Many members of the dojo where I practice are preparing for shinsa. A common challenge for them, myself and perhaps many is in handling the potential onset of nervousness or anxiousness on the day of a shinsa or shiai. It is likely a natural way for the mind and body to prepare itself for an important and highly anticipated peak experience.
For some, however, the experience may at times lead to a pounding heart, butterflies in the stomach, cold sweat, the tightening of muscles, an anxious mind or a “sickness” such as doubt, fear or confusion (a subset of the four sicknesses shikai 四戒 [KendoInfo_Shikai]). Furthermore, these conditions may intensify as the start of a match approaches. And you may have witnessed someone typically fearless, relaxed, decisive, quick or strong in keiko during regular practices perform differently – becoming, for example, somewhat fearful, tight, hesitant, slower or weaker.
This article is intended for those who may experience this issue and wish to manage it more effectively. I list suggestions below under the following categories:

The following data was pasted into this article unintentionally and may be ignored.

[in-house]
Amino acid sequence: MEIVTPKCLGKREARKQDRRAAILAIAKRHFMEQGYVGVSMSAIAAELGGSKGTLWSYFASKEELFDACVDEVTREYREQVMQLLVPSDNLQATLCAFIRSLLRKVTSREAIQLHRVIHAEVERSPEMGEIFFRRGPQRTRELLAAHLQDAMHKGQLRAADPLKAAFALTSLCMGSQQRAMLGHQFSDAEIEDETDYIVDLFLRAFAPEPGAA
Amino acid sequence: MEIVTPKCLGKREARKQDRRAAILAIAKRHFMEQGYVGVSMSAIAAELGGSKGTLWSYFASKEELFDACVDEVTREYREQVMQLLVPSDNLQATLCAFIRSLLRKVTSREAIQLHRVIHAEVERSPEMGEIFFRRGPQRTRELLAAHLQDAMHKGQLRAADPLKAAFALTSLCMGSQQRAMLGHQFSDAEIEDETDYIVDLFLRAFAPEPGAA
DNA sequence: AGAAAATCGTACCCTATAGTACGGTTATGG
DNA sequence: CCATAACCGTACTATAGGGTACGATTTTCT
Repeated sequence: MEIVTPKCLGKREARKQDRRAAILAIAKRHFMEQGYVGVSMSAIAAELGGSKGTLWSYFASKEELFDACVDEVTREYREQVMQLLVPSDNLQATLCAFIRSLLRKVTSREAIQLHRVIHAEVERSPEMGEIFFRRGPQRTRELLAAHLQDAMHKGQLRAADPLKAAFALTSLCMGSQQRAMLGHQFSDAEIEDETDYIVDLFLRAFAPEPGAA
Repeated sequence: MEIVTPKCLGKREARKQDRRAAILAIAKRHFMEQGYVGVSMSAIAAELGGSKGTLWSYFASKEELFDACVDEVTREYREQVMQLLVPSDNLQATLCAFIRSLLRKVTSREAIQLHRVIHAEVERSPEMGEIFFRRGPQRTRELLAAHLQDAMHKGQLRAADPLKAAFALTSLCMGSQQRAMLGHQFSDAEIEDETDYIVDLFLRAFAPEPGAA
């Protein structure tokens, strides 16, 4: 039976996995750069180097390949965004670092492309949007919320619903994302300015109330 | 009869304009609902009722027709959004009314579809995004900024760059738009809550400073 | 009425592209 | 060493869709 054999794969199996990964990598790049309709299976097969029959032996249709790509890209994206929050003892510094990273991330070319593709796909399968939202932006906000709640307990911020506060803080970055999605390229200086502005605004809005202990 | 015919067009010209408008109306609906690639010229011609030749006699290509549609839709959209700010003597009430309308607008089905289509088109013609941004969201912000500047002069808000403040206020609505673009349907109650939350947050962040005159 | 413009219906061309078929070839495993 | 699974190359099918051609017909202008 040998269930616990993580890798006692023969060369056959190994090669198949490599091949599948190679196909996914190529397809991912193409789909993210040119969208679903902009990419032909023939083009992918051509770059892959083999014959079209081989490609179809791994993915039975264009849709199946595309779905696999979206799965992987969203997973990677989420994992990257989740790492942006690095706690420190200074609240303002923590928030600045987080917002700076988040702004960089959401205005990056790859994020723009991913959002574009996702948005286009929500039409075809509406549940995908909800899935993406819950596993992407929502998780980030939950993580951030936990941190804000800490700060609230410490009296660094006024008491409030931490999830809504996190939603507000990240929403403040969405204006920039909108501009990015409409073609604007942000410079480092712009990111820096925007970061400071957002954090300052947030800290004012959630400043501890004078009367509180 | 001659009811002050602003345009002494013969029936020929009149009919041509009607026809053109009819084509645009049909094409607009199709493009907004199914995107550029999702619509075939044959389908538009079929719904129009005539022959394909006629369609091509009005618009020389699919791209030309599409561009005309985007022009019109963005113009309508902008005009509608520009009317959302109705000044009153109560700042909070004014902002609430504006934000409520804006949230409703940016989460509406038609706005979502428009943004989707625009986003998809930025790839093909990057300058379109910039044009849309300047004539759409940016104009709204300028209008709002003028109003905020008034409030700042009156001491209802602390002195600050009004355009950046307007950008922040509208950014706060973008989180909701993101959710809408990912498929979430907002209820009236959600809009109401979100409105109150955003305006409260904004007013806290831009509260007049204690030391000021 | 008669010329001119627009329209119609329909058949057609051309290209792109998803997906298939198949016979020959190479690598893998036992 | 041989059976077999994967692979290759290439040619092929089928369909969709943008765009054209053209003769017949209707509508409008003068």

- Physical Approaches
- Psychological (Mind-related) Approaches
- (Perfect) Practice Makes Perfect and
- Things to Consider Before the Day of Shinsa or Shiai
Some notes: There is a wealth of information dealing with this topic for athletes (under sports psychology), performers in the arts, negotiators and others who may deal with similar situations. In case the approaches described herein prove insufficient or ineffective, there may be a deeper issue at hand covered in a Part 2 article (A Deeper Look). Cited references are included at the end.
May the force be with you!
Here are suggestions which essentially use the power of motion, breathing, kiai, muscle tightening and relaxation to shift the body and mind from a state of nervousness or anxiousness to calmness and strength.
- Invigorate the body with exercises such as kiri-kaeshi, haya-suburi or jumping jacks.
- Practice deep breathing.
- For example, close the eyes and, for about four seconds each, breathe in deeply, hold the breath, breathe out deeply and hold the breath (and repeat).
- Practice exertion and relaxation.
- For example, tighten the muscles in the abs, rectum, fists and/or face as firmly and long as desired. Relax and then repeat.
- Stretch or do yoga.
- Relax and loosen the muscles.
- For example, release any tension in the shoulders, eyes, jaws or other areas, jump up and down, shake parts the body or do self-massage deep-tissue therapy.